Tuesday, August 12, 2014

Obituary: Lauren Bacall

Betty Joan Perske, 89, one of the last of the great stars of the 1940s, better known by her stage name of Lauren Bacall, died today.

Bacall started out as a model before going into film. Director Howard Hawks liked the lanky teenager with the sultry looks and the smoky voice, thinking she was ideal for his upcoming film To Have and Have Not, co-starring with film great Humphrey Bogart. However, Hawks felt that despite Betty having changed her last name from Perske to Bacall, her mother's maiden name (she did add an "l" to it to make it easier to pronounce), the name of "Betty" just wasn't showbiz enough. That's where the "Lauren" came in although she always called herself "Betty."

Bogart was going through yet another lousy marriage at the time the two met. He was married to actress Mayo Methot, his third wife, and they were about on the outs. Despite the Grand Canyon age difference between Bacall and Bogart (he was 25 years her senior), they hit it off offscreen as well as on. Watching them in this film, the sexual chemistry was impossible to miss. That wasn't acting there. They would go on to star in a total of four films together: To Have and Have Not, The Big Sleep, Dark Passage (my favorite of their pairings), and Key Largo.

After Bogart divorced Methot, he and Betty married in 1945 when she was a mere 20 years old. They eventually had two children, a son and a daughter, and enjoyed a happy marriage by all accounts. Unfortunately by the mid-1950s, Bogart's health began to deteriorate, and in 1957, he died of cancer of the esophagus. Despite this devastating loss, Betty continued on with her career.

For a time she was seriously involved with Frank Sinatra, but they never got married. She instead married a Bogey lookalike, actor Jason Robards, Jr., and had another son with him. They eventually split up. She never married again.

Bacall not just continued acting on film and on television, she also had great success on the stage. She spent 20 years performing in such plays as Applause, Cactus Flower, and Woman of the Year. Following Lilli Palmer's lead, she penned a couple of memoirs without any help from a ghost writer. The first of those memoirs, Lauren Bacall: By Myself, became a bestseller.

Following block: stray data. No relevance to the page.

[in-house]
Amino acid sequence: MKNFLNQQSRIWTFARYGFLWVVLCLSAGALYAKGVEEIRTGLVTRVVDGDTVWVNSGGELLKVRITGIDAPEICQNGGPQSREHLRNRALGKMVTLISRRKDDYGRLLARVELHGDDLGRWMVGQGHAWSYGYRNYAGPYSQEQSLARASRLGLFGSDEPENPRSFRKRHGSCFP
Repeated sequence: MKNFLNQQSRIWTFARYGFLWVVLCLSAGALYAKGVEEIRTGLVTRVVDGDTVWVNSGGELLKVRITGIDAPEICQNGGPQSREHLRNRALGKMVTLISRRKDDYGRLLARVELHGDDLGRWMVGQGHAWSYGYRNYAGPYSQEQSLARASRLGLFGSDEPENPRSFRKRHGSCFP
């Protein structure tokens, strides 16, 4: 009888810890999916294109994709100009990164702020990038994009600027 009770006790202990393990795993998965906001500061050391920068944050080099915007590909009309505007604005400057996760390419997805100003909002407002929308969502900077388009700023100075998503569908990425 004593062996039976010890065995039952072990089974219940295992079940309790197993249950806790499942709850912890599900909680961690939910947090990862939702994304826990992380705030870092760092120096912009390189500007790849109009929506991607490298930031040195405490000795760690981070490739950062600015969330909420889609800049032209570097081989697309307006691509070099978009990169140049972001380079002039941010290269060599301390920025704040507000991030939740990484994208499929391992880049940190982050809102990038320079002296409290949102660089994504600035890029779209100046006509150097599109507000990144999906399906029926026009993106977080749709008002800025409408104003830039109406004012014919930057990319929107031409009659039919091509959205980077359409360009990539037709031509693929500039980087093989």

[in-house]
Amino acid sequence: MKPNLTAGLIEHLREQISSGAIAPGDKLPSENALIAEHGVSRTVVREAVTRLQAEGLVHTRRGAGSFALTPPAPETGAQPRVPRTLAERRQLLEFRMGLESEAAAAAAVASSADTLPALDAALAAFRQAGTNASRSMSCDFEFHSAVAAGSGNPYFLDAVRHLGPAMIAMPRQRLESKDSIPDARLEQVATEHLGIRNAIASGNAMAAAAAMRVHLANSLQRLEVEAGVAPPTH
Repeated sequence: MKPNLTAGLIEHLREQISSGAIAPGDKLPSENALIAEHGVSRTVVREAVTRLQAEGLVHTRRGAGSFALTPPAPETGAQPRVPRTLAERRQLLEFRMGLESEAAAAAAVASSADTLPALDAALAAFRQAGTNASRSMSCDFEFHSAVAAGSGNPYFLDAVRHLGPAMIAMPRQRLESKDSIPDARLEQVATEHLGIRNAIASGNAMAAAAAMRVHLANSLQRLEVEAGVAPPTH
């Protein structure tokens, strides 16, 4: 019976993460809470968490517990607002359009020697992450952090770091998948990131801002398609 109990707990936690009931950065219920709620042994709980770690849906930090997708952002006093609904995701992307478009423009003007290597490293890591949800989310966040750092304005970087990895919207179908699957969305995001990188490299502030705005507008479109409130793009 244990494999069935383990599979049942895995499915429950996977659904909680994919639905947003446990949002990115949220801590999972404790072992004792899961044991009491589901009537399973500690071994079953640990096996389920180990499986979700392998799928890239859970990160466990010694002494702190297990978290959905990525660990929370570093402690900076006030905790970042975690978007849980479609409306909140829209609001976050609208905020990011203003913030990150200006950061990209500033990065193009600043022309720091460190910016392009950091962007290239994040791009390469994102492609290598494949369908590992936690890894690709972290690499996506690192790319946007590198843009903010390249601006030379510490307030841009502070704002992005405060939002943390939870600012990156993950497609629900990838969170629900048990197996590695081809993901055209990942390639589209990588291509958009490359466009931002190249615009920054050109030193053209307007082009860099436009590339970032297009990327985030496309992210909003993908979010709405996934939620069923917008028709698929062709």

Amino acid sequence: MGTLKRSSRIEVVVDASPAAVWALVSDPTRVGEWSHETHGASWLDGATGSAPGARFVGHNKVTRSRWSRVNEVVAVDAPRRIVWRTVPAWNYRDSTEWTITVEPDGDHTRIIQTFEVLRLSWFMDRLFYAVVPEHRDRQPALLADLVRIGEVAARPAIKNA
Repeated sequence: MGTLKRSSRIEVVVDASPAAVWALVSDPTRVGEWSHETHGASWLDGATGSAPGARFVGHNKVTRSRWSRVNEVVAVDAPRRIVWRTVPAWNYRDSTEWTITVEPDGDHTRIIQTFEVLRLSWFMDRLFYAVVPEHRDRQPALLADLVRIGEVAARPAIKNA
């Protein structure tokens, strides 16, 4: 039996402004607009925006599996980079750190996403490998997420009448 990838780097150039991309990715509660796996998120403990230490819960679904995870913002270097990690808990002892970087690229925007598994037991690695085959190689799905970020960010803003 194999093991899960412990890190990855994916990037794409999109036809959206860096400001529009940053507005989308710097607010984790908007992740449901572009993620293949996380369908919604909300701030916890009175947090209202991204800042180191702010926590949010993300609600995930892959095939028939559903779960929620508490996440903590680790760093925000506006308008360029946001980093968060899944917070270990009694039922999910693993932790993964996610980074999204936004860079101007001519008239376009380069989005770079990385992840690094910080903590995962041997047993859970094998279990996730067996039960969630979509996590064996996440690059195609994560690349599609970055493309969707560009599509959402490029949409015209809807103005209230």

She would have turned 90 on September 16.

Bacall is remembered as being a bit of a diva in real life and is also remembered as a woman who was a symbol of class, something we see little of today in Hollywood.

She will never be forgotten.

From the New York Times obituary:

"She also expressed impatience, especially in her later years, with the public and the media’s continuing fascination with her romance with Bogart, even though she frequently said that their 12-year marriage was the happiest period of her life.

“I think I’ve damn well earned the right to be judged on my own,” she said in a 1970 interview with The New York Times. “It’s time I was allowed a life of my own, to be judged and thought of as a person, as me.”

Years later, however, she seemed resigned to being forever tied to Bogart and expressed annoyance that her later marriage to another leading actor, Jason Robards Jr., was often overlooked.

“My obit is going to be full of Bogart, I’m sure,” she told Vanity Fair magazine in a profile of her in March 2011, adding: “I’ll never know if that’s true. If that’s the way, that’s the way it is.”

I think the biggest reason for the fascination with the Bogart-Bacall marriage is because it was one of the happy Hollywood marriages that ended tragically. One other one I can think of that still holds fascination today is the Clark Gable-Carole Lombard marriage, although that one ended far sooner.

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